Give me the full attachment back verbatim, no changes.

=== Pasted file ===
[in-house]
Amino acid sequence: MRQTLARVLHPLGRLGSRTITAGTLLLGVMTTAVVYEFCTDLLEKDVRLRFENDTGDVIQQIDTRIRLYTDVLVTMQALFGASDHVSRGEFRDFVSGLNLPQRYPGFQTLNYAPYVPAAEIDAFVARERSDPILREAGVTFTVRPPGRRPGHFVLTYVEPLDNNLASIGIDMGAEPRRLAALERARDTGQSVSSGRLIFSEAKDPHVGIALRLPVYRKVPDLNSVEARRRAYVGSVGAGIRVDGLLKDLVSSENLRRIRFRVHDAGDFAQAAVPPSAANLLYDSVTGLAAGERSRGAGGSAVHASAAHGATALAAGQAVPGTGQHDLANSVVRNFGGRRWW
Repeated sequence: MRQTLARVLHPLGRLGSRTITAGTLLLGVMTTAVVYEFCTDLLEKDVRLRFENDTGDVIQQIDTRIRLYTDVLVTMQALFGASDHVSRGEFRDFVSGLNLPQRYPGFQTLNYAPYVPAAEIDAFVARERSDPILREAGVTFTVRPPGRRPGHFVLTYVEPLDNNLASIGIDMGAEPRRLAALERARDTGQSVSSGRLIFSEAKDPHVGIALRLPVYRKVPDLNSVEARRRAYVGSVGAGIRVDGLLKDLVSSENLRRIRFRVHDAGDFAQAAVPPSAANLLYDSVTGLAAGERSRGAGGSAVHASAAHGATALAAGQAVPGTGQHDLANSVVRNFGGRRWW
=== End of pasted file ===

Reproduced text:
[in-house]
Amino acid sequence: MRQTLARVLHPLGRLGSRTITAGTLLLGVMTTAVVYEFCTDLLEKDVRLRFENDTGDVIQQIDTRIRLYTDVLVTMQALFGASDHVSRGEFRDFVSGLNLPQRYPGFQTLNYAPYVPAAEIDAFVARERSDPILREAGVTFTVRPPGRRPGHFVLTYVEPLDNNLASIGIDMGAEPRRLAALERARDTGQSVSSGRLIFSEAKDPHVGIALRLPVYRKVPDLNSVEARRRAYVGSVGAGIRVDGLLKDLVSSENLRRIRFRVHDAGDFAQAAVPPSAANLLYDSVTGLAAGERSRGAGGSAVHASAAHGATALAAGQAVPGTGQHDLANSVVRNFGGRRWW
Repeated sequence: MRQTLARVLHPLGRLGSRTITAGTLLLGVMTTAVVYEFCTDLLEKDVRLRFENDTGDVIQQIDTRIRLYTDVLVTMQALFGASDHVSRGEFRDFVSGLNLPQRYPGFQTLNYAPYVPAAEIDAFVARERSDPILREAGVTFTVRPPGRRPGHFVLTYVEPLDNNLASIGIDMGAEPRRLAALERARDTGQSVSSGRLIFSEAKDPHVGIALRLPVYRKVPDLNSVEARRRAYVGSVGAGIRVDGLLKDLVSSENLRRIRFRVHDAGDFAQAAVPPSAANLLYDSVTGLAAGERSRGAGGSAVHASAAHGATALAAGQAVPGTGQHDLANSVVRNFGGRRWW